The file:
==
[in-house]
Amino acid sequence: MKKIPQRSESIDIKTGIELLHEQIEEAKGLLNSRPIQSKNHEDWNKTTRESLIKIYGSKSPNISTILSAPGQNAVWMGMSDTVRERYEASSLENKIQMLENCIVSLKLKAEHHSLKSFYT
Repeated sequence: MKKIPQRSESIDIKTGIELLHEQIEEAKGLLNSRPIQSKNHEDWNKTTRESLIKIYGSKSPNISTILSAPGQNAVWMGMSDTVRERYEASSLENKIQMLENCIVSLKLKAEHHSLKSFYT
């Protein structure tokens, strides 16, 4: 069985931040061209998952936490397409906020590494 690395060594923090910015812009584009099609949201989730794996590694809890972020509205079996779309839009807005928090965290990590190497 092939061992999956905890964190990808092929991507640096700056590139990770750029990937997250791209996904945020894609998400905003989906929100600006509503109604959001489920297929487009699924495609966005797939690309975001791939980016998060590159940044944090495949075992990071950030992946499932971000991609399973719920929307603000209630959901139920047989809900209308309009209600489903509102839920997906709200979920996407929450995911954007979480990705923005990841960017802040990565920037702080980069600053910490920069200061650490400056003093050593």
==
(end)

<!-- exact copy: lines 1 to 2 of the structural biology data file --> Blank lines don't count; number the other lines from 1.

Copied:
[in-house]
Amino acid sequence: MKKIPQRSESIDIKTGIELLHEQIEEAKGLLNSRPIQSKNHEDWNKTTRESLIKIYGSKSPNISTILSAPGQNAVWMGMSDTVRERYEASSLENKIQMLENCIVSLKLKAEHHSLKSFYT